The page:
Lopez Island School District Faculty / Staff
  • * Non-Fiction
  • * English AP
  • * Farm, Food & Sustainability

Grades 9-12Elizabeth Simpson English

Elizabeth wants her English students to learn to think critically, to master their own language, and to know what’s in the box before they think outside of it. When her former students triumphantly return for the summer and tell her they can do anything their college classes demand – she knows she has succeeded. “They learn skills and books and habits and ways of looking at the world that will last them a lifetime,” she says.

Students in the Farm, Food & Sustainability elective make regular visits to the nearby biodynamic farm that Simpson and her husband operate, learning about soil science, animal husbandry, sustainable systems and even food preparation and preservation.

Before coming to Lopez High School in 1994, Elizabeth taught at Chehalis High School, Skagit Valley College, Univ. of Washington and the Univ. of Göttengen in Germany. She received her bachelor’s and master’s degrees from the Univ. of Oregon and her Ph.D. from the Univ. of Washington.

Click here to email Elizabeth Simpson.

Advanced Placement English


Advanced Placement English is a college-level course, developed in keeping with the academic standards of The College Board. Students in advanced placement classes can earn college credit by passing examinations that are given, nation-wide, each spring. Classes at Lopez Island High School are on a two-year cycle, alternating between Language and Composition, and Literature and Composition. In these classes, we
  • Read and discuss challenging literary works, including novels, essays, poetry, and plays. In addition to the works designed in class, students read two books of their own choice each semester.
  • Learn about the historical and philosophical contexts of the texts we read, and how each text manifests the worldview of the culture it came from.
  • Learn the basics of literary criticism – some of the different ways texts and be read and interpreted.
  • Write formal and informal essays on the texts. These require students to employ particular analytical and writing skills, which differ from paper to paper. It is very important that students complete all papers. They must be turned in by the due date – there are substantial penalties for late work. Each quarter students will choose at least one paper to place in their portfolios.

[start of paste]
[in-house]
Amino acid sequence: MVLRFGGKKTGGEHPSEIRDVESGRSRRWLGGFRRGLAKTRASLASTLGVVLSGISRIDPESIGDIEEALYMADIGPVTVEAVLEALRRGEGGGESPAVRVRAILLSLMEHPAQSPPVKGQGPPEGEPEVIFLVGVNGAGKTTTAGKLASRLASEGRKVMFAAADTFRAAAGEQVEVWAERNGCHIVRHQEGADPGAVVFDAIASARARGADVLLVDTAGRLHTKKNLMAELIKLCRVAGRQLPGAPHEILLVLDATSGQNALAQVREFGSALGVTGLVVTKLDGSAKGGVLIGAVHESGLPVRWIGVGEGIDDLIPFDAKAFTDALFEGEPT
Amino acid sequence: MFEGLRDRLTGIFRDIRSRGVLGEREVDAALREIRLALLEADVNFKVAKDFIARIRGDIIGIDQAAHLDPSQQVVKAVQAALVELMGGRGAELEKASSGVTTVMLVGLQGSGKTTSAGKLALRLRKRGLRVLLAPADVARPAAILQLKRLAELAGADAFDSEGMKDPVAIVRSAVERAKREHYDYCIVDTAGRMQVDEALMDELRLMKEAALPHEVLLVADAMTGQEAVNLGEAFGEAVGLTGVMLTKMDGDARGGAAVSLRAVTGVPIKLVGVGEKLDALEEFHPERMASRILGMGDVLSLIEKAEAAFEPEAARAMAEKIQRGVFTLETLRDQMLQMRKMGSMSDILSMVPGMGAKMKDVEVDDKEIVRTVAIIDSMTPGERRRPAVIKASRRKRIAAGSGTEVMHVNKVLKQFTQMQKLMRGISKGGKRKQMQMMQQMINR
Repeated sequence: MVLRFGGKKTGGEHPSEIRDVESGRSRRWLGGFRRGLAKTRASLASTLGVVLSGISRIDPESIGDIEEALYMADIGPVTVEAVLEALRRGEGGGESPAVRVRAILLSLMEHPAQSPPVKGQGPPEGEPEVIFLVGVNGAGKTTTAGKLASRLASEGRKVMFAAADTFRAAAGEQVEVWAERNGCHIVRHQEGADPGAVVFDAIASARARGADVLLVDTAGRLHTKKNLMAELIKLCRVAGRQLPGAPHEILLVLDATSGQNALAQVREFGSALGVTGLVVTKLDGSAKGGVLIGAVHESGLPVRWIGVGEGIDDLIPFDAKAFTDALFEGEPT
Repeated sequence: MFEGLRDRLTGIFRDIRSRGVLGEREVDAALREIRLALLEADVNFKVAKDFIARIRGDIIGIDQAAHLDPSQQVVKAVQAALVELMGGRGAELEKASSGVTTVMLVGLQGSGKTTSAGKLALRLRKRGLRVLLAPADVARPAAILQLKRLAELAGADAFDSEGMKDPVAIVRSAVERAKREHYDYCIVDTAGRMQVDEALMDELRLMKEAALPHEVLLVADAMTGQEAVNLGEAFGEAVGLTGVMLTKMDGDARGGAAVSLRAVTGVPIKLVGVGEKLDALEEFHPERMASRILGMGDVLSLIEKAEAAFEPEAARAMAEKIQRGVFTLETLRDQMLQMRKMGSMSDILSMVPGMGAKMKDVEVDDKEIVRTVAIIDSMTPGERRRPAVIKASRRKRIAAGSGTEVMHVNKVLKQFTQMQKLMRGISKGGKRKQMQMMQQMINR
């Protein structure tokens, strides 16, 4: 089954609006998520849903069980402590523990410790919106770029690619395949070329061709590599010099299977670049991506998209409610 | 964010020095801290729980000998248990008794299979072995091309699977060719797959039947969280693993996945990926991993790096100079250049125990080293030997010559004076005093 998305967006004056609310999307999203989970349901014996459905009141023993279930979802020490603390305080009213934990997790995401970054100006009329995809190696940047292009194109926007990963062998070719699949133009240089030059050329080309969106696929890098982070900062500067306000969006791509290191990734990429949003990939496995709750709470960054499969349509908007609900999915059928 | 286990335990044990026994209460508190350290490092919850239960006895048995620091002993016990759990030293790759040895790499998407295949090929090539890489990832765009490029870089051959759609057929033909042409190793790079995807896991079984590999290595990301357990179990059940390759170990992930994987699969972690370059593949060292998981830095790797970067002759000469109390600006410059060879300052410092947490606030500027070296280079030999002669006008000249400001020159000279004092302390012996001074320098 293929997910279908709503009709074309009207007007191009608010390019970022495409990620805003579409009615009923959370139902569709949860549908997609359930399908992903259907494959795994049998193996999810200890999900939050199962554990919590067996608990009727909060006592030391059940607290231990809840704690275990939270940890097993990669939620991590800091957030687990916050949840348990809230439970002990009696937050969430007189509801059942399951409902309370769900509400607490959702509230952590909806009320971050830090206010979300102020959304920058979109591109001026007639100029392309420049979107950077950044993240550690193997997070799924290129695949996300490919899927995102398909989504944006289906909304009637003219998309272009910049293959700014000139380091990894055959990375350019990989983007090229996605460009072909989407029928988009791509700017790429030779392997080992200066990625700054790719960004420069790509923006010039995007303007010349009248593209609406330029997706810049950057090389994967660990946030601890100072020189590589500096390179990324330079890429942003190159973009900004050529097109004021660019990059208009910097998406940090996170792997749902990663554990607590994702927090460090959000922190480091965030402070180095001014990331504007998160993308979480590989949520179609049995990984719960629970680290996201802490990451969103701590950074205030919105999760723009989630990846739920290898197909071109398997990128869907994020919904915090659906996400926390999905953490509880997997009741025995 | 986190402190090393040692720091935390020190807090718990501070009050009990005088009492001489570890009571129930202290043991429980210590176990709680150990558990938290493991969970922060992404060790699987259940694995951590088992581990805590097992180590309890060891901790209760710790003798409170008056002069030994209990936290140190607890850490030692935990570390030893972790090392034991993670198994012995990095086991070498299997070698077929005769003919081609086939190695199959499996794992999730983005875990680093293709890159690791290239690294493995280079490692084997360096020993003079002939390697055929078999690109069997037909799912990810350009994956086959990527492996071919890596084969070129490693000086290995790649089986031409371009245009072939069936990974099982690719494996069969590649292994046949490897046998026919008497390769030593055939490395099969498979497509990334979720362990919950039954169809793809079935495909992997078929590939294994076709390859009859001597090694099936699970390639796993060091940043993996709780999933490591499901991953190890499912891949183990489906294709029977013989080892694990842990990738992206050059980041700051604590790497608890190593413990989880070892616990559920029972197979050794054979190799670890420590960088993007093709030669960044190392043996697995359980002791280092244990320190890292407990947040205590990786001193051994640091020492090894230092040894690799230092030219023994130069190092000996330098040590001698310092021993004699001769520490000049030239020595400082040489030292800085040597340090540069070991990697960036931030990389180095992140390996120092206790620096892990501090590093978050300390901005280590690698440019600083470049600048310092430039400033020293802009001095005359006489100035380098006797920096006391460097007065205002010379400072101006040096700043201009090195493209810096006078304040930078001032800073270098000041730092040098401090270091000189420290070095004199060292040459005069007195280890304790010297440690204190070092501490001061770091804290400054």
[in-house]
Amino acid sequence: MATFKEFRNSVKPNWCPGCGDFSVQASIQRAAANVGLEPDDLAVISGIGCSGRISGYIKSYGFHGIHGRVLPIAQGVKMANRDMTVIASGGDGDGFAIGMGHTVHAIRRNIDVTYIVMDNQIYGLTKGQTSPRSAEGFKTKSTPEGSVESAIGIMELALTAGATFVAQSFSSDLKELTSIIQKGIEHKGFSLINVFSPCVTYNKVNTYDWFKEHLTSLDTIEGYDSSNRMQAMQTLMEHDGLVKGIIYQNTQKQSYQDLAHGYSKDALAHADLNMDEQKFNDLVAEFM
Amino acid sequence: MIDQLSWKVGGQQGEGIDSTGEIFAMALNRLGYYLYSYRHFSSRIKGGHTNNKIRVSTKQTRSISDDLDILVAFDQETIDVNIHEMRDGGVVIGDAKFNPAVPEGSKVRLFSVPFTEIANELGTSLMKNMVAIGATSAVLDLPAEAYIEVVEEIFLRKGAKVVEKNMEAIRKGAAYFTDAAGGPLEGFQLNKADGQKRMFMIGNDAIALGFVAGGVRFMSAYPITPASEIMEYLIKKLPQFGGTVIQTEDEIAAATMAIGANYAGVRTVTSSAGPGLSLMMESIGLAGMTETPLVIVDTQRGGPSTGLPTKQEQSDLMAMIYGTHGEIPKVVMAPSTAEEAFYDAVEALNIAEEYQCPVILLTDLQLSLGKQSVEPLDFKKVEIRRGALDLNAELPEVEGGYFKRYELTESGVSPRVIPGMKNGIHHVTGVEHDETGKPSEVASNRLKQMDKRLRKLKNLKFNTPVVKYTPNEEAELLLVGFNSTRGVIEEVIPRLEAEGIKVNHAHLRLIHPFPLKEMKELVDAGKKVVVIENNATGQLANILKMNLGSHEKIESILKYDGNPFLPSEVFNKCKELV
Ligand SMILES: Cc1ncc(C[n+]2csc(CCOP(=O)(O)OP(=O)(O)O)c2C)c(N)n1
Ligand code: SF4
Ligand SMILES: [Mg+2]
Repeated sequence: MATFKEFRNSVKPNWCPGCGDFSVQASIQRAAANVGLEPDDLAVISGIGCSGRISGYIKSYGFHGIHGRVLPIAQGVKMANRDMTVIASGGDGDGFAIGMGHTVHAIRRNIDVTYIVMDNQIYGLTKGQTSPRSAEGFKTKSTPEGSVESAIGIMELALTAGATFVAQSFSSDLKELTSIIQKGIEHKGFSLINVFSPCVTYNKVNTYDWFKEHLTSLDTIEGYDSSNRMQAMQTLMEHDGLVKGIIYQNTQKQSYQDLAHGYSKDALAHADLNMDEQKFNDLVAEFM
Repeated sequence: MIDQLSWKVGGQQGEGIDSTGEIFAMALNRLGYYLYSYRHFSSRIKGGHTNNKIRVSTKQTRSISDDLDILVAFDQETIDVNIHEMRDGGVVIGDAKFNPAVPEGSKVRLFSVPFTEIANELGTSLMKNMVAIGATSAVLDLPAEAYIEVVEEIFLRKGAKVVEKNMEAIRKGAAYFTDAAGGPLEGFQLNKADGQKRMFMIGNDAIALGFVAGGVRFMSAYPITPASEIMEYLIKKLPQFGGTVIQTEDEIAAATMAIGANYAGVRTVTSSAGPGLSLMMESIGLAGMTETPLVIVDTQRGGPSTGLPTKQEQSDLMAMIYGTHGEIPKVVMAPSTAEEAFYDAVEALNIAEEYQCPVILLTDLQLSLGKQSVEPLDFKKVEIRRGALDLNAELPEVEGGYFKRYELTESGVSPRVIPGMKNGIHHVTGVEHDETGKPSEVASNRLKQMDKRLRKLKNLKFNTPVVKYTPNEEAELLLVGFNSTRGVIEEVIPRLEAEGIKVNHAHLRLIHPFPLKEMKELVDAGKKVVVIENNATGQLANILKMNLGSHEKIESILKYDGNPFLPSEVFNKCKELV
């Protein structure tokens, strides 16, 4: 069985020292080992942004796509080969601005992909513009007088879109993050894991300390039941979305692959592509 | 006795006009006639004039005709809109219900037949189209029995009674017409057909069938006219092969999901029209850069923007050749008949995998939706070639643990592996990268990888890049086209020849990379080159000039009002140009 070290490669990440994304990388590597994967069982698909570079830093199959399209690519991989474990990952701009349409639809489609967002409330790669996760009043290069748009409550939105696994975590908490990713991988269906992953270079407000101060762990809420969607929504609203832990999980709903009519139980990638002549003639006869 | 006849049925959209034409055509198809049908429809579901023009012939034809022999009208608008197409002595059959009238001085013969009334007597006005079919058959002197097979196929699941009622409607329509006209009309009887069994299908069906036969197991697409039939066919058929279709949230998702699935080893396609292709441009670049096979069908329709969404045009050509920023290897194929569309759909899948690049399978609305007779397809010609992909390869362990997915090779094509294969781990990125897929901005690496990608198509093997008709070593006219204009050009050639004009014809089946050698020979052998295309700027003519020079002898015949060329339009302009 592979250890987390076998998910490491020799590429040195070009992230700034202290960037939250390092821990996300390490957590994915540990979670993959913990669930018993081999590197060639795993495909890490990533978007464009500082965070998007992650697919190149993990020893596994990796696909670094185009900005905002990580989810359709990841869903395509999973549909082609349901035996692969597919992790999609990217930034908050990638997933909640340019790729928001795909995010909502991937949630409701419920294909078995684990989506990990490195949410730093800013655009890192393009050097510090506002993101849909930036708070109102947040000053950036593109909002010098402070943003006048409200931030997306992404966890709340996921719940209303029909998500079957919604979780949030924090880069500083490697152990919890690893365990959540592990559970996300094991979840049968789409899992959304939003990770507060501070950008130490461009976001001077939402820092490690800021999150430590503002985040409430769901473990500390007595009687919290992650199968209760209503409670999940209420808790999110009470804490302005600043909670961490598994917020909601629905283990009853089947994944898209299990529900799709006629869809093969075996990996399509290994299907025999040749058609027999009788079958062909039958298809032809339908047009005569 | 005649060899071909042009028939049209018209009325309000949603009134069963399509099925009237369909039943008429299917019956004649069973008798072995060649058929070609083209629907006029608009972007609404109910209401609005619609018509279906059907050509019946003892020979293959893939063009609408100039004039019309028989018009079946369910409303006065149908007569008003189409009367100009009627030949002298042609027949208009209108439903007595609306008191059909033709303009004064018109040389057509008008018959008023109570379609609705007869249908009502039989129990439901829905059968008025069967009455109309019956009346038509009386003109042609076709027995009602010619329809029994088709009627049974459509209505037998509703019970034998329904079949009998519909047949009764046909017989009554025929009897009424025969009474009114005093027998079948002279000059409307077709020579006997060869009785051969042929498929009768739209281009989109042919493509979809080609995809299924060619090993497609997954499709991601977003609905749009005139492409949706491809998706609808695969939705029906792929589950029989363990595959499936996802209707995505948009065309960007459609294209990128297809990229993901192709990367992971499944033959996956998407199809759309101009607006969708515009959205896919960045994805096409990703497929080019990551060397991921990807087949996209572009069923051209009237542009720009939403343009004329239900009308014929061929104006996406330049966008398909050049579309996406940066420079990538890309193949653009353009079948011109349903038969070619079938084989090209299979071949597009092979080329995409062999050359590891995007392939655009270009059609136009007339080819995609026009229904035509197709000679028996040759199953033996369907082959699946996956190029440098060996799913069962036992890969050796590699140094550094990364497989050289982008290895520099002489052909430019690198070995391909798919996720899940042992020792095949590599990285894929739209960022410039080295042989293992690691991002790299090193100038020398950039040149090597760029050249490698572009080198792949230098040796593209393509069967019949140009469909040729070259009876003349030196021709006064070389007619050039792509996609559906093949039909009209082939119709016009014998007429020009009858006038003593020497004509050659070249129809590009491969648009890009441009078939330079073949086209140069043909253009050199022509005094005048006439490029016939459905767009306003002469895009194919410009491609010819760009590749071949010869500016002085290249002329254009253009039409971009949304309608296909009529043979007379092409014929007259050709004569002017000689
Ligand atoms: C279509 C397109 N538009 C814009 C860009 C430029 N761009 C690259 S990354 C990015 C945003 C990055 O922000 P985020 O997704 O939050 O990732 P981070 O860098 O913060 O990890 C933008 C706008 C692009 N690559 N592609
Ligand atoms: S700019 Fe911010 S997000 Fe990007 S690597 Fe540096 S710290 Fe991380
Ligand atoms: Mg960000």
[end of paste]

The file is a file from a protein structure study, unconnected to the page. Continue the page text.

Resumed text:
• Do timed writes every other week. These may be of my own creation, or come from previous Advanced Placement exams. They provide practice for the AP exams and for examinations in college, and they hone students’ writing and thinking skills.
  • Take vocabulary tests every week. We focus our study on Greek and Latin roots: every root students master will give them the keys to hundreds of words.
  • Take grammar and usage quizzes every week, and review and practice the sentence patterns and rhetorical devices introduced in 9th and 10th grades.
  • Create a glossary of literary terms and rhetorical devices. This is a year-long assignment, and students will be working on it on a weekly basis.
Students in advanced placement classes tend to be self-disciplined and highly motivated. They are expected to be responsible for their own learning, including seeking help from me if they need it. If I feel that a student has ceased to be productive in class, I will contact the parents. Please feel free to contact me if you have questions or would like to discuss your child’s progress.
Larry Berg
Physical Education
Grades 1-12
Kathy Booth
Special Services
Grades PK-12
Jeanna Carter
School Counselor and CTE Teacher
Grades K-12
Richard Carter
Grades 6-12
Ann Marie Fischer
Grades K-12
Lisa Geddes
On Leave of Absence for the 2015-16 school year
Grades K-12
Diane Mayer
Grades 9-12
Jennifer Romo
Grades 6-12
Anthony Rovente
Social Studies
Grades 6-12
Jaimie Terada
Grades 1-12
Richard Têtu
Grades 9-12
Isaac Berg